Fame Irene Cara
More than 600 police officers from across the South Coast are taking part in a national protest march over government spending cuts.
The national police budget has been cut by 20% with changes being made to police officers working terms and conditions – impacting on things like overtime, holiday and pensions.
Hampshire Constabulary alone needs to save £54m by April 2015, leading to front desk closures and redundancies – so far around 650 police officer and staff posts have been axed.
The march will start at Millbank, London at noon passing the Home Office, Parliament Square, Whitehall (Downing Street), Trafalgar Square, and will finish at Waterloo Place.
Around 450 officers from Hampshire Police will be heading up to London in eight coaches to take part and more than 200 will join them from Dorset Police.
A spokesperson from Dorset Police Federation said:
At least 200 off-duty police officers from Dorset Police will march in London this coming Thursday 10th May. The Police Federation of England and Wales has organised the protest to highlight concerns about the consequences of 20 percent cuts for public safety and the disproportionate attack on policing by the government.
Police officers are extremely angry about the excessive budget cuts to policing and the way they are being treated by the government.
The police budget has been cut by 20 percent and officers know this will result in a poorer service for communities.
The government is insisting savings need to be made for the greater good of the economy. However, police officers have already made a significant contribution to tackle the national debt. According to Her Majesty’s Inspector of Constabulary [HMIC] the police service will lose over 16,000 warranted officers over the next four years, £163 million is being taken from police pay this year alone, pension contributions have been increased and a two-year public sector pay freeze has been imposed on police officers.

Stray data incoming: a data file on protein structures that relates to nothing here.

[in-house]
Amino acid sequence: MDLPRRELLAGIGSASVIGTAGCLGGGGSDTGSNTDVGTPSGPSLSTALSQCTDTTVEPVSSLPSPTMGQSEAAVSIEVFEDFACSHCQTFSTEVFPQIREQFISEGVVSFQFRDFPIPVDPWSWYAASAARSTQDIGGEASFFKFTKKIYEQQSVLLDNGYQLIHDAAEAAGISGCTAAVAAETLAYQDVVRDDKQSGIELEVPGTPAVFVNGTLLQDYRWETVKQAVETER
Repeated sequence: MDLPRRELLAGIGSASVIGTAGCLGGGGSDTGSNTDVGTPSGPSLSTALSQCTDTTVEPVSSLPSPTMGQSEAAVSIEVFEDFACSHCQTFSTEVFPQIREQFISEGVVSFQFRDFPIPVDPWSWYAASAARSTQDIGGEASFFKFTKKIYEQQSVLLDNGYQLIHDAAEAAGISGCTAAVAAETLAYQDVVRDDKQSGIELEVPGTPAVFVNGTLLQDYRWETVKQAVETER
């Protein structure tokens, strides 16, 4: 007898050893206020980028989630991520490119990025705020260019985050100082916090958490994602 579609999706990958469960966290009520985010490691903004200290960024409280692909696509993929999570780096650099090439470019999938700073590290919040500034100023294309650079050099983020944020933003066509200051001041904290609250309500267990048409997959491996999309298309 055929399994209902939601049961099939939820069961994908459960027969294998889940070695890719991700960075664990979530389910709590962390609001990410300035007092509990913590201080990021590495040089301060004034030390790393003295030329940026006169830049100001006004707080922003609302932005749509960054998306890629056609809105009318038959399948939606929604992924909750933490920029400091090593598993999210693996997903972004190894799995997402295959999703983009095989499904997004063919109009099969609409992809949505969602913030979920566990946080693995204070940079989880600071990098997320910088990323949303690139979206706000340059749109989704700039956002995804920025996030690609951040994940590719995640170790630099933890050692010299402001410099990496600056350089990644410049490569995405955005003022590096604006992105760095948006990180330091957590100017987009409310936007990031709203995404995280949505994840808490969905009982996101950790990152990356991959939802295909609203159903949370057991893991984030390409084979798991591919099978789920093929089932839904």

Clive Chamberlain Chair of Dorset Police Federation said:
“The reality of the cuts to policing is really beginning to bite. In the past year alone, here in Dorset we have lost over 108 police officers and 176 Police Staff.
Elsewhere we are witnessing the privatisation of core policing roles as chief officers struggle to cope with budget restraints. The government and our local MPs need to be realistic about the outcome of severe cuts to policing; we cannot afford to compromise on public safety”
John Apter Chair of Hampshire Police Federation said:
“The cuts are an attack on policing everywhere. Morale has never been so bad. We have police officers now with 20 years plus service, who are actively looking for employment elsewhere - that’s never happened before. We have officers who are feeling so demoralised they feel trapped in a job that no longer cares for them. The Government need to realise that the cuts are disproportionate and police forces everywhere are reaching breaking point. Enough is enough. The march is about making our voice heard. We’ve got to do something.”